If your checkedValue parameter is an observable value, whenever the value changes and the element is currently checked, the binding will update the checked model property. For checkboxes bound to an array, it will remove the previous value from the array and add the new value. Otherwise, it will just update the model value.
Due to anticipated passenger loads on flights from Delhi to Toronto between February 6th until February 22nd, 2021 inclusive, Air Canada will be unable to accept extra checked bags beyond the baggage allowance permitted by each fare type during this period.
If your bags exceed the allowance allowed by your fare type (in number, size and/or weight), additional checked baggage charges will apply. Please refer to the table above for additional checked baggage charges that apply to your itinerary.
Members of the Canadian and U.S. military benefit from an enhanced baggage allowance whenever they travel on a flight operated by Air Canada, Air Canada rouge or Air Canada Express. Eligible active and retired members of the Canadian and U.S. military are entitled to up to three pieces of checked baggage, each weighing up to 32 kg (70 lb) each.
For your security, all checked bags must be screened and cleared for travel. In some cases, bags may have to be opened and searched. If you choose to lock your bag, it is recommended to use a lock that can be opened by airport security agencies, (e.g. Travel Sentry Approved or Safe Skies lock). You may use other means of locking your bags; however, it is with the understanding that the screening process may result in damage to the lock or to the bag itself, and may cause baggage delays.
A user can select a radio button only if the button has a name. A set of radio buttons is defined by the same value for the name attribute. To clear a selected radio button, a user must select another button in the set. One radio button in a set should always be checked, else the form is invalid by default. Only the value of the selected radio button is returned when the form is submitted.
Under the Affordable Care Act, insurance plans must cover cholesterol testing. Depending on your insurance plan, you may be able to get your cholesterol checked at no cost to you. Check with your insurance company to find out more.
Please keep in mind that your baggage should only include personal items you need during your trip. We cannot accept larger items, such as furniture, to be carried as checked baggage; they must be shipped as cargo.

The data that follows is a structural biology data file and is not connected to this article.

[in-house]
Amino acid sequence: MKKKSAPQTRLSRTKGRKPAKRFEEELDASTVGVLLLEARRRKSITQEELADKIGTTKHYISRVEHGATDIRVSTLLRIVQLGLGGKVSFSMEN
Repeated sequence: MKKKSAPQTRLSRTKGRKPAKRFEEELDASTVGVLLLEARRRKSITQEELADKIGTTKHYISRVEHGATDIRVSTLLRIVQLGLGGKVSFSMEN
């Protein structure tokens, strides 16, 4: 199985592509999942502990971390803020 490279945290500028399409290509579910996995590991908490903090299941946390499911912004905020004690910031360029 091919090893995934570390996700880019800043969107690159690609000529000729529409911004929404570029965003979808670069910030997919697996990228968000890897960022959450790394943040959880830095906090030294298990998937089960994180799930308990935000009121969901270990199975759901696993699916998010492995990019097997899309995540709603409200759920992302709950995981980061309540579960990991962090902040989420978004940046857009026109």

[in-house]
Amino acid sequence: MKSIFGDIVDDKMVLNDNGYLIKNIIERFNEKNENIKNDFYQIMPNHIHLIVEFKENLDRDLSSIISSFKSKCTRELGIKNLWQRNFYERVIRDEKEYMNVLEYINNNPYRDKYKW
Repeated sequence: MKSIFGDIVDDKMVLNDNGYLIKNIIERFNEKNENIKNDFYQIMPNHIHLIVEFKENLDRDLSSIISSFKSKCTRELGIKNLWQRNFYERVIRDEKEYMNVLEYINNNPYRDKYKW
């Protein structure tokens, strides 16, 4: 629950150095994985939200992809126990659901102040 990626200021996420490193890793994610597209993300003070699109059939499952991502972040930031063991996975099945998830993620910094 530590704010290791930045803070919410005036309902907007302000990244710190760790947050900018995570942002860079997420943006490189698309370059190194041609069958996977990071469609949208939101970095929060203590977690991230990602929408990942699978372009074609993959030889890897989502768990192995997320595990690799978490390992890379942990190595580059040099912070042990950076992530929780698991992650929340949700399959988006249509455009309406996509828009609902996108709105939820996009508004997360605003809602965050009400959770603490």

In phonetics and phonology, checked vowels are those that commonly stand in a stressed closed syllable; and free vowels are those that can stand in either a stressed closed syllable or a stressed open syllable.
The terms checked vowel and free vowel originated in English phonetics and phonology. They are seldom used for the description of other languages, even though a distinction between vowels that usually have to be followed by a consonant and other vowels is common in most Germanic languages.
The terms checked vowel and free vowel correspond closely to the terms lax vowel and tense vowel respectively, but many linguists[who?] prefer to use the terms checked and free, as there is no clearcut phonetic definition of vowel tenseness and because by most attempted definitions of tenseness /ɔː/ and /ɑː/ are considered lax, even though they behave in American English as free vowels.
Checked vowels is also used to refer to a kind of very short glottalized vowels found in some[which?] Zapotecan languages that contrast with laryngealized vowels. The term checked vowel is also used to refer to a short vowel followed by a glottal stop in Mixe, which has a distinction between two kinds of glottalized syllable nuclei: checked ones, with the glottal stop after a short vowel, and nuclei with rearticulated vowels, a long vowel with a glottal stop in the middle.
The term checked vowel is also useful in the description of English spelling. As free written vowels a, e, i, o, u correspond to the spoken vowels /eɪ/, /iː/, /aɪ/, /oʊ/, /uː/; as checked vowels a, e, i, o, u correspond to /æ/, /ɛ/, /ɪ/, /ɒ/, /ʊ/. In spelling free and checked vowels are often called long and short, based on their historical pronunciation, though nowadays some or all of the free vowels are diphthongs, depending on the dialect, not long vowels as such. Written consonant doubling often shows the vowel is checked; the i of dinner corresponds to checked /ɪ/ because of the double consonants nn; the i of diner corresponds to free /aɪ/ because of the single consonant n. This, however, interferes with the differences in doubling rules between American and British styles of spelling, say travelled versus traveled. Similarly, a "silent e" following a single consonant at the end of a word often indicates that the preceding vowel is free where it would otherwise be checked; for example, the a of tap corresponding to /æ/ whereas that in tape corresponds to /eɪ/.